@zep, I've been really curious about the water feature in Voxatron. I love how it looks and how it acts. It just looks and feels so satisfying. But I've had just a hell of a time finding good articles that give me any sort of clue on how to recreate it with any sort of decent performance. (Or even to look as good as yours.) There's the classic water ripple algorithm that so many articles refer back to. But running that on 128^2 voxels just kills performance. Any clues as to what direction to look in to do water the way you do it in Voxatron? Is it something that works well because it's done "natively", so to speak, but wouldn't necessarily work well within the Lua performance constraints of the custom scripting feature?
Bring the resolution down. that's 16384 iterations. Try calculating 1/2 or 1/3 of resolution then scaling. Then optimize the lua doing the work. Post it if you don't mind can see what can bring profile time down. I don't have time to tinker with it but I'm interested.
Altogether the algorithm could probably be cut down quite a bit from 16k iterations. This water simulation should only be attempted at 30 per sec or 60 per second tickrates to start. It is technically physics.
This said, I'm sure there are much more basic water simulation scripts that would do just fine in Vox. This looks like a simulation-quality script - more mathematical if anything. Good luck.
TLDR - Lua doesnt run simulation quality realtime calculations well.
Yeah, I actually did lower the resolution down to 64^2 and it still wasn't super performant. Also, more importantly, that particular algorithm didn't look great in voxels. It looked fine in PICO-8, but didn't have the same juicy feel in Voxatron that the native Voxatron water has.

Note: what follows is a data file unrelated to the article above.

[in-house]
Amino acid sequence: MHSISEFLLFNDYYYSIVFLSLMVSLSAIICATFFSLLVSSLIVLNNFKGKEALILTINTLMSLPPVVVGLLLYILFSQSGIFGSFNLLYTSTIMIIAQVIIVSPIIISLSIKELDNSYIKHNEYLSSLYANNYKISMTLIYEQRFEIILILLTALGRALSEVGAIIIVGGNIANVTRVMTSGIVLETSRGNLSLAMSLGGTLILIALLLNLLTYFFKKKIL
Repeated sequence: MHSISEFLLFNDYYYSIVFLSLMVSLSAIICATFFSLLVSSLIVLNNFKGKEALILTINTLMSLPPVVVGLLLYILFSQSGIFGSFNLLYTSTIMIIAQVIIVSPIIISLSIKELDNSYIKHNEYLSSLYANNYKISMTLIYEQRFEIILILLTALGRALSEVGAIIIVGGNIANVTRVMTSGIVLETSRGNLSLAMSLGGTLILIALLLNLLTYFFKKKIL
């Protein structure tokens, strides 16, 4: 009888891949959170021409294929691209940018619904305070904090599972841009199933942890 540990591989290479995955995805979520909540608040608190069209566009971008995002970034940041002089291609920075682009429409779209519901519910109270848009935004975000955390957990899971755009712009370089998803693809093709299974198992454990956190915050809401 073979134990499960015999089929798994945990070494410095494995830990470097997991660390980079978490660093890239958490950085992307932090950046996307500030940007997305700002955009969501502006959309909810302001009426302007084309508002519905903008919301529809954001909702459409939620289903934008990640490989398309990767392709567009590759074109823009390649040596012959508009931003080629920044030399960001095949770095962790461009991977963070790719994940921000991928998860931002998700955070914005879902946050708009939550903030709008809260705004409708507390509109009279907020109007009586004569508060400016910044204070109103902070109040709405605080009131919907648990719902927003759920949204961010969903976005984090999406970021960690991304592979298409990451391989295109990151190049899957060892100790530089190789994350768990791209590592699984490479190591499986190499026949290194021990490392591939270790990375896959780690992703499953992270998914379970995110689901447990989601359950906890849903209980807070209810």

@MBoffin Voxatron also uses that reference code! It runs on a 512x512 grid at 15fps. The plan was to calculate it in slices, but implemented in C it is easily fast enough. Unfortunately it would very cpu intensive otherwise -- I can't imagine anything larger than a 64x64 grid working in Voxatron/PICO-8 Lua.
In terms of behaviour, one thing I added is a method for altering the surface of the water that doesn't introduce harsh discontinuities. In Voxatron's case, I raise the values inside a square (most objects look squareish) and then smooth that area using an iterated blur. I do this in both the 'current' array and the previous frame array.
This general method of doing water is extremely sensitive to large differences between neighbouring values (in space and/or time), and quickly becomes unstable otherwise.
Voxatron uses 32-bit fixed point numbers, but there is also still a lot of noise after ripples have died down. It never actually reaches zero again -- I just make sure it is within half a voxel high so that it isn't visible. It might look like there is a nice cute algorithm running underneath but unfortunately it was mostly trial and error hackery.
The problem is worse with 8-bit values, of course. I tried a demo in PICO-8 using peek/poke'd for quick access to arrays. 128 means 0. But the problem is dampening -- it is very hard to nudge everything back to 128 without prematurely killing off ripples. Try changing the 0.5 on the following lines to something like 0.25 (or 0) to see what I mean:
if (q>128.25) q-=0.5 if (q<127.75) q+=0.5
Press x to cycle through 3 rendering modes: heightfield raw value, simple lighting, vaporwave grid. Mouse to draw, tab to see the framerate.
Perhaps could try a 64x64 16-bit values version using peek16() to see how much that helps dampening, but it would need 8k of base ram.
That's really helpful! Thank you!! :) Also good to know I was on the right track with that original article, but the extra information you provided helped me understand why I wasn't seeing similar results visually and performance-wise. (Also, I love the look of the vaporware grid.) :D
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